There are a good number of members here who actually consider that a rather fun sport.

Don't tell a group of experienced engineers and like what you think is relevant to your problem you clearly couldn't answer yourself. You may not like the responses you will get.

(The fox is loose. Will the hounds chase it? let's wait and see. )

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#3

Re: Finding the individual Line current in an unbalanced 3Ph Delta

01/26/2017 5:02 PM

Figure out the equivalent delta resistances of the load using the line-to-line voltages and line-to-line currents. Convert delta resistances to wye resistances using delta-wye transformation formulas. Now each phase current equals phase voltage divided by the wye resistance.

http://www.allaboutcircuits.com/textbook/direct-current/chpt-10/delta-y-and-y-conversions/

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#9

Re: Finding the Individual Line Current in an Unbalanced 3Ph Delta

01/27/2017 4:08 PM

I am sorry as I am not to agree with Mr.Rixter but these formulae are for d.c. current only.

For a.c. the transformer impedances are parallel or series with the load so it is not possible to calculated it so.

The simplest way is to use complex number and an excel workbook.

L1-L2 will be 91 A and 0 argument if power factor is 1 or -acos(pf) for another pf.

L2-L3 will be 78 A and the argument -120-acos(pf) and L3-L1 91 and -240-acos(pf) argument.

If we use A,B and C instead of 1,2,3 then

IA=IAB-ICA

IB=IBC-IAB

IC=ICA-IBC

I the above case if the power factor is the same in all L_L phases and if the L1_L2 phase voltage argument will be 0 and all phases power factor is 0.8 then the line currents will be:

IA =157.6A<-66.87; IB= 146.5A<170.59 ;IC= 146.5A<55.67

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#10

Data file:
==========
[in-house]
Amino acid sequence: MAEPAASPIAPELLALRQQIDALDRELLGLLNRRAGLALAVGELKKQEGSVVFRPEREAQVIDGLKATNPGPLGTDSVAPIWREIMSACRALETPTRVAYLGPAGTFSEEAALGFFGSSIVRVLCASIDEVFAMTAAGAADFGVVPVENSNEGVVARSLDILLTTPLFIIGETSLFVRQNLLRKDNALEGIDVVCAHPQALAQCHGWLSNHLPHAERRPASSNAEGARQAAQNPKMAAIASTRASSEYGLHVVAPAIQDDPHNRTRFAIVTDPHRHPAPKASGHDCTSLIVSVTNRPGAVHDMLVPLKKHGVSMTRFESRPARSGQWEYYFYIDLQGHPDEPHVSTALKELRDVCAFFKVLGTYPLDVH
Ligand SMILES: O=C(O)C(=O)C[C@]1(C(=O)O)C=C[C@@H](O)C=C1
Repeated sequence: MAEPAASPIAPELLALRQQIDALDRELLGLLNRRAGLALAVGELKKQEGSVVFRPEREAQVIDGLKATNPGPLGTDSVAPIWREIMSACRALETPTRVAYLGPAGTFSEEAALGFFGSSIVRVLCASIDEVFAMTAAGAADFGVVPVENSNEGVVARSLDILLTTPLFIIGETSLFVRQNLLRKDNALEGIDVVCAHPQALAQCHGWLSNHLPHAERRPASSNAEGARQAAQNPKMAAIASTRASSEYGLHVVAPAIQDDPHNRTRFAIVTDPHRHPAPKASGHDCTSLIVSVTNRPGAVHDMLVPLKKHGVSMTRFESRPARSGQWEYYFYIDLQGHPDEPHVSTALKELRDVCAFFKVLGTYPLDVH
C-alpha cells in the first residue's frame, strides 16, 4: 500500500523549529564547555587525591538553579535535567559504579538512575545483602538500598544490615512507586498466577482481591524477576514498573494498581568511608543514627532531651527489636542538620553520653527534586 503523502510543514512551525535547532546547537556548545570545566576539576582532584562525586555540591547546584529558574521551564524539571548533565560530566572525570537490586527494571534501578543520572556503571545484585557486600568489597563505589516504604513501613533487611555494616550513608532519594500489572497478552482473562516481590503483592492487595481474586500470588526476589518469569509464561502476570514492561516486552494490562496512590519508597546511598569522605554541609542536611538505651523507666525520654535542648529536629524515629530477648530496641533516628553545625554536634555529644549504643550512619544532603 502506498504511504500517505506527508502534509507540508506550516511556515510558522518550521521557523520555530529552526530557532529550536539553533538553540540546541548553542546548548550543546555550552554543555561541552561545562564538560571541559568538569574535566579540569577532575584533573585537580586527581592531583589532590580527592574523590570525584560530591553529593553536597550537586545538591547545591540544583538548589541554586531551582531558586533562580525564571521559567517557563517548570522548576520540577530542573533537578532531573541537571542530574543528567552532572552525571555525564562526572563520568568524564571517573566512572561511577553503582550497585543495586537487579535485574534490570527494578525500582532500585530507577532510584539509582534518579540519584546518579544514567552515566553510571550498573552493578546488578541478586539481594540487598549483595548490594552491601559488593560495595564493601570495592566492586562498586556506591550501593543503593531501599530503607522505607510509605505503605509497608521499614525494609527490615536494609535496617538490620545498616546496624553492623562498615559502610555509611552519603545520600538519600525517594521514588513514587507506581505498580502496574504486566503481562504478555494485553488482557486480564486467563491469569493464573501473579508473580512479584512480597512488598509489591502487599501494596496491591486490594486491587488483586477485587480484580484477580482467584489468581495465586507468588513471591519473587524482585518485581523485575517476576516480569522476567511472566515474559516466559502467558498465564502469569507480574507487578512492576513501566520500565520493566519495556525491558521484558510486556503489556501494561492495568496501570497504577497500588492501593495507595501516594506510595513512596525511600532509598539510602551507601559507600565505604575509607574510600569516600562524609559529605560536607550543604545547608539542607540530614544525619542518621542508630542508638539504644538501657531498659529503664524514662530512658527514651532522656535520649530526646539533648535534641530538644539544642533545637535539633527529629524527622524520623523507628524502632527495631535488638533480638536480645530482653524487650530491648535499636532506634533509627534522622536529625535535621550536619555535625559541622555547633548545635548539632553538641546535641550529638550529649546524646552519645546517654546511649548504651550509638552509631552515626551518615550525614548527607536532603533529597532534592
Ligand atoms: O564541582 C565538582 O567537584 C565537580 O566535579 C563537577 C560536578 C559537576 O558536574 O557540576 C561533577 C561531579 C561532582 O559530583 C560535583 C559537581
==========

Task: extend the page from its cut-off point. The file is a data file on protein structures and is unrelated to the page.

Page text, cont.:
Re: Finding the Individual Line Current in an Unbalanced 3Ph Delta

01/27/2017 4:31 PM

Thank you to the two individuals that actually tackled the question that was asked. I truly appreciate it.

@ 7anoter4: Those value are within 2/10A from what I came up with using a simplistic method. I simply took the average of 2 legs, then multiplied by 1.73. The answers were within mA of each other. Do you see a problem using this method?

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#11

Re: Finding the Individual Line Current in an Unbalanced 3Ph Delta

01/27/2017 6:34 PM

There are simple and proper ways of finding out everything in a 3-Ф circuit.

The first thing would be to explain what you have - and then what you wish to know. There is no such thing as a L-L Current, there can be only a L-L Voltage.

Are you referring to the current within the delta load? And then wish to determine the line current? What accuracy do you desire?

If this is only for building a "control panel", . . then just multiply the current withing the delta by 1.7321. Close enough for your application,

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#13
In reply to #11

Re: Finding the Individual Line Current in an Unbalanced 3Ph Delta

01/30/2017 9:12 AM

@IWANUSIW

"Are you referring to the current within the delta load? And then wish to determine the line current? What accuracy do you desire?"

You're exactly right.

I have (20), 1Ph, 13A heater arrays. By "line to line" current, I'm referring to the expected load. Since the number of arrays is not divisible by 3, I am going to have to wire them in an unbalanced fashion. Accuracy is not crucial, but this application raised a larger question about what to do in the future if the difference between line currents is more substantial.

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#12

Re: Finding the Individual Line Current in an Unbalanced 3Ph Delta

01/27/2017 11:50 PM

If the current differences [values and power factors] are small then any way is close enough and

for your application you don’t need more accuracy,indeed.